Ways to Get Involved

Whether you want to further conservation, learn more about nature or share your love of the outdoors, you’ve come to the right place. National wildlife refuges provide many opportunities for you to help your community by doing what you love. National wildlife refuges partner with volunteers, youth groups, landowners, neighbors and residents of urban and coastal communities to make a lasting difference. Find out how you can help make American lands healthier and communities stronger while doing something personally satisfying. Contact the refuge office to learn more.


Discover for yourself what tens of thousands of volunteers have learned: Volunteering for the U.S. Fish and Wildlife Service is fun and rewarding in many ways. Learn new skills, meet new friends and enjoy a sense of accomplishment from doing your part to further wildlife conservation for the pleasure of generations to follow. There are many seasonal opportunities for volunteering with the refuge including educational programs, maintenance, special events and many more. We invite you to learn from firsthand experiences. There may also be student volunteer internships available at the refuge. Contact the refuge office to learn more about volunteer opportunities.

Learn more about volunteering at the district opportunities on volunteer.gov.

Our Partners

Nature does not recognize political boundaries. In order to conserve our natural and cultural resources effectively, we must work with others to bridge human made boundaries. The National Wildlife Refuge System is committed to building partnerships which encourage conservation and protection of our natural and cultural resources. We encourage you to learn more about our local partners.

  • Apostle Islands National Lakeshore
  • Chequamegon-Nicolet National Forest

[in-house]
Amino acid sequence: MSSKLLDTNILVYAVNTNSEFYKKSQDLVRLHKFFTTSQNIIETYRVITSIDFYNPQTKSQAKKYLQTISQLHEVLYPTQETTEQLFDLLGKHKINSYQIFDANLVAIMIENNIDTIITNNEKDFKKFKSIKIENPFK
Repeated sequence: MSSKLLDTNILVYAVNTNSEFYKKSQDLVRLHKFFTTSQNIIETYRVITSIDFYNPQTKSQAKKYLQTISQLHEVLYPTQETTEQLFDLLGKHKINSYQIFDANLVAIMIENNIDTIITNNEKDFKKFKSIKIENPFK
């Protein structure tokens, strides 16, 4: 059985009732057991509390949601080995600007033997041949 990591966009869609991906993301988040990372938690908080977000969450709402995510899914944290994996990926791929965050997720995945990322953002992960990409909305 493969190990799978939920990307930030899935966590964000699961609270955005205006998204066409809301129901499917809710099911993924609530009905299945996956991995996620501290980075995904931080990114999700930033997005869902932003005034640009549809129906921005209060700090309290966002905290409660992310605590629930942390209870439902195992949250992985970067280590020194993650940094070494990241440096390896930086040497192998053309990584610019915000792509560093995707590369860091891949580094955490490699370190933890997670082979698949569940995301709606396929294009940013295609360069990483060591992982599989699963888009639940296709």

• David R. Obey Northern Great Lakes Visitor Center
  • University of Wisconsin Extension
  • Wisconsin Historical Society
  • Trout Unlimited
  • Great Lakes Indian Fish and Wildlife Commission
  • Wisconsin Department of Natural Resources


Whittlesey Creek National Wildlife Refuge partners with the David R. Obey Northern Great Lakes Visitor Center to conduct a variety of educational and outreach events. This includes the opportunity to participate in hands-on interpretive programs and citizen science.

The Chequamegon Bay Birding and Nature Festival, held in May each year, is a great opportunity to experience guided tours in the local area. Learn more about the latest festival information by visiting the David R. Obey Northern Great Lakes Visitor Center website.

Education Programs

National wildlife refuges serve many purposes and is one of our most important outdoor classrooms to teach about the natural world. Our education program focuses on increasing understanding of the ecological significance of the area and connecting local students with the incredible resources on the refuge. All activities are free, and many are in partnership with other agencies at the David R. Obey Northern Great Lakes Visitor Center. Contact the refuge to schedule a program.

Open the door to a potentially life-changing experience. If you land a student internship, a fellowship or a volunteer opportunity at a national wildlife refuge national wildlife refuge
A national wildlife refuge is typically a contiguous area of land and water managed by the U.S. Fish and Wildlife Service  for the conservation and, where appropriate, restoration of fish, wildlife and plant resources and their habitats for the benefit of present and future generations of Americans.

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, you’re bound to come away with new insights and excitement about conservation. There may be high school and college student internships available at the refuge. We invite you to learn from these firsthand experiences. Contact the refuge for more information about these exciting opportunities.